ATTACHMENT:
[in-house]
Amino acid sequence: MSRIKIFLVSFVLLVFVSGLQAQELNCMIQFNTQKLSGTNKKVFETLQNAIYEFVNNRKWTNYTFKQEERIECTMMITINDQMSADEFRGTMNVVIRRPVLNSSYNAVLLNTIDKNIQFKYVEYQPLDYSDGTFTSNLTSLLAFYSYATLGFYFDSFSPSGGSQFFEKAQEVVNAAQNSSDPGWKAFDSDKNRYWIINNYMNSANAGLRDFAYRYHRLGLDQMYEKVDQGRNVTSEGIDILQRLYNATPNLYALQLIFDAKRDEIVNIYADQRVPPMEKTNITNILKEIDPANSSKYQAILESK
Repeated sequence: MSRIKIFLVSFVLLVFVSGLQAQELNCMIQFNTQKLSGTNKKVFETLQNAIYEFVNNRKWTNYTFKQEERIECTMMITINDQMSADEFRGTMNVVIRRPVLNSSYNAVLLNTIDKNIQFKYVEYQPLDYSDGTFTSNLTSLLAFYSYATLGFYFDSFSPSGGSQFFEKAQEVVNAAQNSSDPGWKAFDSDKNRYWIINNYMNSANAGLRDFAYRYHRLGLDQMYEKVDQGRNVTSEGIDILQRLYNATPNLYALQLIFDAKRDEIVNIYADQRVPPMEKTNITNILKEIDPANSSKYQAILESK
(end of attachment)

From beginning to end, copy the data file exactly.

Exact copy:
[in-house]
Amino acid sequence: MSRIKIFLVSFVLLVFVSGLQAQELNCMIQFNTQKLSGTNKKVFETLQNAIYEFVNNRKWTNYTFKQEERIECTMMITINDQMSADEFRGTMNVVIRRPVLNSSYNAVLLNTIDKNIQFKYVEYQPLDYSDGTFTSNLTSLLAFYSYATLGFYFDSFSPSGGSQFFEKAQEVVNAAQNSSDPGWKAFDSDKNRYWIINNYMNSANAGLRDFAYRYHRLGLDQMYEKVDQGRNVTSEGIDILQRLYNATPNLYALQLIFDAKRDEIVNIYADQRVPPMEKTNITNILKEIDPANSSKYQAILESK
Repeated sequence: MSRIKIFLVSFVLLVFVSGLQAQELNCMIQFNTQKLSGTNKKVFETLQNAIYEFVNNRKWTNYTFKQEERIECTMMITINDQMSADEFRGTMNVVIRRPVLNSSYNAVLLNTIDKNIQFKYVEYQPLDYSDGTFTSNLTSLLAFYSYATLGFYFDSFSPSGGSQFFEKAQEVVNAAQNSSDPGWKAFDSDKNRYWIINNYMNSANAGLRDFAYRYHRLGLDQMYEKVDQGRNVTSEGIDILQRLYNATPNLYALQLIFDAKRDEIVNIYADQRVPPMEKTNITNILKEIDPANSSKYQAILESK